Soon Bassett was introduced to commercial jingle work by guitarist Elliott Randall, who played the solo on Steely Dan's "Reelin' in the Years." Bassett made his living recording jingles around the country for most of the '80s, before technology changed that business, to the detriment of working musicians. "They started saving money by using computers," he recalls.
Bassett is full of stories from his days on the road, from playing with Bob Segar's early group to his regular touring with Delbert McClinton's band, which involved opening for Willie Nelson and sparking up with him on the bus.
In 2009, Bassett was invited to play at Wexler's memorial tribute show in New York with the likes of Joe South, Allen Toussaint, Bonnie Raitt and Bettye Lavette. A high point of his career was closing the show with "Shake, Rattle and Roll," he says.
Two highlights from the new album are the bluesy vamp "Best of Me," which stomps along before shifting into a soulful and redemptive piano-led chorus, and the reflective, New Orleans funk of "Goodbye Hadjaloney." On both songs, Bassett sounds like a seasoned road warrior at the peak of his powers, crooning weathered lines such as "I never knew how to say it, but I could sing it. … Every day I grow older, I grow fonder, let me lay it on ya. … I keep on dreaming just to keep the dream alive."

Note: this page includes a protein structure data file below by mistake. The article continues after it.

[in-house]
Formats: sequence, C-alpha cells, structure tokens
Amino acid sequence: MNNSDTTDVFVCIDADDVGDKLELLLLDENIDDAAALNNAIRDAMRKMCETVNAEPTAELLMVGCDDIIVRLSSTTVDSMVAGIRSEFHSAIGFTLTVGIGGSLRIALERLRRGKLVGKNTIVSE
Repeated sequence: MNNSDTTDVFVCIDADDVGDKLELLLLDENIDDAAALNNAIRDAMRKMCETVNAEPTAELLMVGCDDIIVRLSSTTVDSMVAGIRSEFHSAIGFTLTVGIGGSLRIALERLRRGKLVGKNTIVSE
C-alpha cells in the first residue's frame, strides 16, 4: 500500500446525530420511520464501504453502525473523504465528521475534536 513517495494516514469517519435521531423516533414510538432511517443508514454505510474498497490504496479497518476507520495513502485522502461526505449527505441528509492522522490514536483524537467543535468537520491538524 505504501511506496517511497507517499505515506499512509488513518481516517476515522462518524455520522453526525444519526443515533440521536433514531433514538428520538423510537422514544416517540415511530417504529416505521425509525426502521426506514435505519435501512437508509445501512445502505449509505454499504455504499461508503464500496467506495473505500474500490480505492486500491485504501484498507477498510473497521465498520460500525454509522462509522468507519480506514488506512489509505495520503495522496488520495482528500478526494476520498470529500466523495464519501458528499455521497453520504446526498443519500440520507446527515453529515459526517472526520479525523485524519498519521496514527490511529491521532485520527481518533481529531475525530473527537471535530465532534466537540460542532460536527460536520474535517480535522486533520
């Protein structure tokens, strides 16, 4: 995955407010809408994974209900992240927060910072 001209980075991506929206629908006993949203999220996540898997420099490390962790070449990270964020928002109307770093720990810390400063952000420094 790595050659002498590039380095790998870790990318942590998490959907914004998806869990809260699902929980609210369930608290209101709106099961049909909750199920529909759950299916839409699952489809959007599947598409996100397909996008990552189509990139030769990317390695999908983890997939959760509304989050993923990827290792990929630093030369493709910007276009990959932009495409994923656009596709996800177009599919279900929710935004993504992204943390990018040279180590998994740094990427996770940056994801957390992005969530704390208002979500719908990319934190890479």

The singer recalls that when he started out in Richmond, there were only a few local musicians making original music and a handful of rooms to play. That meant that bands didn't work as frequently, but had time to hone their songwriting. The competition to play those few rooms was intense.
He believes that what Richmond has always lacked is a professional development bridge, or voice, to the outside music world. But with labels such as Spacebomb receiving large outside investment, and keeping Adrian Olsen stacked with projects at Montrose, he sees that changing some.
"I've been lucky. Except for years out on the road playing with Delbert, or when I was doing jingles, I've been able to come back to Richmond and do a nightclub act or special events," Bassett says. "Good solid soul music. That has allowed me to continue recording what I want: to be an artist without answering to anybody."
At 67, Bassett says he's an introvert who doesn't hang much anymore. "But my favorite times to hang are with people I'm creating with, you bare your soul and find out who other people are," he says. "My most valuable friends have been made that way. … Music is a healing thing, that's scientifically proven."
What he hears the most after shows is people asking him if he knows how lucky he is to still be doing something he clearly loves for a living.
"Those kind of comments have kept me going for 55 years," he says. S
Steve Bassett and the Tres Leches Band performs at the Broadberry on Sunday, April 8. Doors open at 7 p.m. and the show starts at 8. $10-$15.